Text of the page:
Changing Ideological Landscapes in Urban Kyrgyzstan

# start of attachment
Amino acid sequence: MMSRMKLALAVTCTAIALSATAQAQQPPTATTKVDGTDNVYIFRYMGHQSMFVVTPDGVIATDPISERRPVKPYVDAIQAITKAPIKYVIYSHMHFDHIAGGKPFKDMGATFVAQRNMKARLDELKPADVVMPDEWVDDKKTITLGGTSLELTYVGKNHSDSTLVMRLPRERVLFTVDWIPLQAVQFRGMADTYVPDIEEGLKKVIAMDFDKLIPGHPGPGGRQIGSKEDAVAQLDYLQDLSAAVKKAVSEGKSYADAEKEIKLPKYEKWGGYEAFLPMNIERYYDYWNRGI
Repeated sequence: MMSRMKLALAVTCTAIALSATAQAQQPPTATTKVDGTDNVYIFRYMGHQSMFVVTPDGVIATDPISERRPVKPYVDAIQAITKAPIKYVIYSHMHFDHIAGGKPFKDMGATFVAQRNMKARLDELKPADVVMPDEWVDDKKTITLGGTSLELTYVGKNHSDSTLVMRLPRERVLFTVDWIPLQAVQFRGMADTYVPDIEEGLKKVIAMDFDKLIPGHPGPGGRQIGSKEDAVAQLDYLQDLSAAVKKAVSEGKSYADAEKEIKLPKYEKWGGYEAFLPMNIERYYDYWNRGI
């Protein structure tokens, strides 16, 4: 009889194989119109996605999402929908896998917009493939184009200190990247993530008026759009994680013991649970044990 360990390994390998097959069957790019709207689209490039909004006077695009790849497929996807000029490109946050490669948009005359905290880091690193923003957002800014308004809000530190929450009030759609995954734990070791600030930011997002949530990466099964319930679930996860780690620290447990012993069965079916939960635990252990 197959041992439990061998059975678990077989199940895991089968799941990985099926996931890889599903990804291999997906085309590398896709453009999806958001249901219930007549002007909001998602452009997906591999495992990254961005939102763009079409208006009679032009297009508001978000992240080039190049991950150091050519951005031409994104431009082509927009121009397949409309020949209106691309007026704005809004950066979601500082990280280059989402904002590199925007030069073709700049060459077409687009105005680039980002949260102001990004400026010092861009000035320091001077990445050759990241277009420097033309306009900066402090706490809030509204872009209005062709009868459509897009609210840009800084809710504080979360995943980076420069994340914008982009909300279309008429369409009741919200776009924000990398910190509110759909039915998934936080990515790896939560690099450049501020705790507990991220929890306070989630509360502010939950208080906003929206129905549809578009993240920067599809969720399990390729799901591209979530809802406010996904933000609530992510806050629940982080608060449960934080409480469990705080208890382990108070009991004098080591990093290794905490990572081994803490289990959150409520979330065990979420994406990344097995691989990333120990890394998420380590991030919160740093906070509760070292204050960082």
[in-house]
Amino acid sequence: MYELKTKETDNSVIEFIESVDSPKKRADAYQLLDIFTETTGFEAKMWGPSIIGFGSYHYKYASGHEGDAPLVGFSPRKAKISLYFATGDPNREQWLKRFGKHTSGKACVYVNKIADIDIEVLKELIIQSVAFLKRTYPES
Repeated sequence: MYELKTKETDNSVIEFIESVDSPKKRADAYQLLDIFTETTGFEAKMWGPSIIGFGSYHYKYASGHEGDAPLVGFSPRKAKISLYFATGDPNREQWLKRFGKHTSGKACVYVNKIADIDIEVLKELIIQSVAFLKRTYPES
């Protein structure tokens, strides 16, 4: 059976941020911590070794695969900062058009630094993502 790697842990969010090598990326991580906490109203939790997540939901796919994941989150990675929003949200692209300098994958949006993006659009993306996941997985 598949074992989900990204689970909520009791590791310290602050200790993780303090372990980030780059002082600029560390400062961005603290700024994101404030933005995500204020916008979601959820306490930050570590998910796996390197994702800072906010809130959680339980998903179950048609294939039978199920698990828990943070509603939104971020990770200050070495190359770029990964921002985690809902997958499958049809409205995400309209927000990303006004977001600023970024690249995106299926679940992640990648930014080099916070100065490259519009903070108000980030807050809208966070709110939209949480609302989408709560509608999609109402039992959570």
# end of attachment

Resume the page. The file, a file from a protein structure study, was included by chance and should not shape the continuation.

How does ideology function during periods of political and economic turmoil? This book, based on long-term ethnographic research in a destitute former mining town in Kyrgyzstan, testifies to the precariousness of life in the former Soviet republics in the decades after the collapse of the USSR. It follows inhabitants as they make sense of a radically changing world and as they try to imbue their lives with relevance and direction, while concentrating in depth on their engagement with a range of religious ideas and other ideological currents, including scientific atheism, evangelical Christianity, Sunni Islamic revivalism, and traditional shamanistic beliefs. By examining such a broad variety of belief systems and how they manifest themselves in daily life, the author provides new insights into how ideology works (or fails to work) and how cultural and religious convictions are collectively produced and shaped.